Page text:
“Q1 2020 growth will be around 2% (as against the full year 2019 GDP growth of 2.27%) while Q2 2020 would likely be lower. Industries like aviation/cargo handling and hospitality will witness a slump in top line earnings while bottom line incomes may be negative.
“Technology companies and digital retail platforms may see brighter earning outcomes, but the e-commerce platforms may have problems with their fulfilment expenses and supply chains.
“Thirdly, fiscal positions of all governments in Q1 and Q2 2020 will be precarious. FAAC Revenues will obviously shrink and even IGR revenues will be chiselled down a few notches.
“The sub-nationals will have a terrible time meeting their recurrent obligations while capital spending will simply fizzle. “Only states like Lagos, Ogun, Rivers and Kano would be marginally better than their contemporaries.
“But even these states will come under severe fiscal pressure as economic activities decline and taxable incomes get thinner”.
Oil earnings may not meet spending demands -Ogundadegbe
Mr. Alex Ogundadegbe, public sector analyst and business expert, said at the current price of $24 per barrel and 1.2 million barrels per day, this may not meet the spending demands of the country.
“Over N65billion is required for FG salaries per month. This not considering other expenses and running costs and the money sent to the states”, Ogundadegbe said.
“For now, government will have to concentrate on essentials. Without resources already in place, it’s really, really hard to scale up quickly; all infrastructure development will be put on hold.
“People have to live. Salaries, medical care and logistics would be the main focus. Industries may eventually have to shut down temporarily if they cannot afford to import raw materials and additives at the new exchange rate.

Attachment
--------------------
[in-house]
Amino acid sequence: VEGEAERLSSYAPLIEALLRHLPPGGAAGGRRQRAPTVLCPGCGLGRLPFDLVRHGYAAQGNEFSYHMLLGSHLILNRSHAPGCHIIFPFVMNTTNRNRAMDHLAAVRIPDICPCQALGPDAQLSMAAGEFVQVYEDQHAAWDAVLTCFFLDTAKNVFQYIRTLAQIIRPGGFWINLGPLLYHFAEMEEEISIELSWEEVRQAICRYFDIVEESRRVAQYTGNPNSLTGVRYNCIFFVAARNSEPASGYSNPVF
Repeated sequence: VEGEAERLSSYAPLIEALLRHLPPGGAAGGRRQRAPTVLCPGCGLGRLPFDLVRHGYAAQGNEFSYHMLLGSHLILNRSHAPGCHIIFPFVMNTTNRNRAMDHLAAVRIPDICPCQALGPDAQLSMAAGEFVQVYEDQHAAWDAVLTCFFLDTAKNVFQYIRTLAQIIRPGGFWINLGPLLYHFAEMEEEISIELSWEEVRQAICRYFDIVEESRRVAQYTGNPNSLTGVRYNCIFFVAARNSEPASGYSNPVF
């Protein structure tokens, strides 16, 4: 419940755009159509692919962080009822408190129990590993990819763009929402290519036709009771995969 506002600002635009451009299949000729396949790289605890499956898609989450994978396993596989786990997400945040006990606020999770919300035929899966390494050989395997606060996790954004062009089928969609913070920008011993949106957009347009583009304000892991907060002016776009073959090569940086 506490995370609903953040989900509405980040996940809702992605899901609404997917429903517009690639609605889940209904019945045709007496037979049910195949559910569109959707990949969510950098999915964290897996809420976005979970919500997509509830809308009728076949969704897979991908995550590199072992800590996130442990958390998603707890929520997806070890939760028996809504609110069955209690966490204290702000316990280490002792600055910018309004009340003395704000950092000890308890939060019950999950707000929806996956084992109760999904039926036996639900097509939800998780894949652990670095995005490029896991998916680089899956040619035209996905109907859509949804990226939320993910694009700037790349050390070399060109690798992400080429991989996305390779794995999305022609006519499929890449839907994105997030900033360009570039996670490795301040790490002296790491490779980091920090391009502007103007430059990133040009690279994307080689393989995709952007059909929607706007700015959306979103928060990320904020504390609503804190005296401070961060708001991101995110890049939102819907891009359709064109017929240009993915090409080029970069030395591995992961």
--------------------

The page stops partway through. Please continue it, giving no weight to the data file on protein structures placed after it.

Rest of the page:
Air travel disruptions may cost N160. 58bn, industry risks losing thousands of jobs —Adefunmiloye, tourism magazine publisher
Tourism expert and Publisher of African Tourist magazine, Amona Adeyinka Adefunmiloye, said air travel disruption, due to the continued spread of coronavirus, may cost Nigeria’s aviation industry over N160.58bn (using Bureau de Change rate of N370 to $1) ($434m) in revenue and 22,200 jobs, quoting the International Air Transport Association, IATA.
IATA had said on Thursday that Nigeria may also lose approximately 2.2 million passengers. The association, an umbrella body for 290 airlines globally, had, in early March, projected 853,000 losses in passenger volumes and $170m loss in base revenues in Nigeria if the spread of COVID-19 continued.
IATA said, “International bookings in Africa are down roughly 20 per cent in March and April, domestic bookings have fallen by about 15 per cent in March and 25 per cent in April, according to the latest data”.
Air Peace on Thursday said it is suspending flight operations to Dakar, Senegal and Monrovia, Liberia as a result of the global coronavirus crisis.
The airline said it would also be cutting down its Freetown, Sierra Leone and Banjul, Gambia operations to one flight a week and would suspend its Dubai via Sharjah flights from next week.
The Chief Operating Officer, Air Peace, Mrs Toyin Olajide, said the airline would also be reducing its operations into Accra, Ghana from Lagos to two flights daily and suspend Abuja-Accra operations.
The Nigerian Representatives of Overseas Pharmaceutical Manufacturers, Olumide Akintayo, said COVID-19 had impacted Nigerian pharmaceuticals as products manufactured in China before the shutdown had not been shipped and prolonged factory closures in China meant new products were not being manufactured.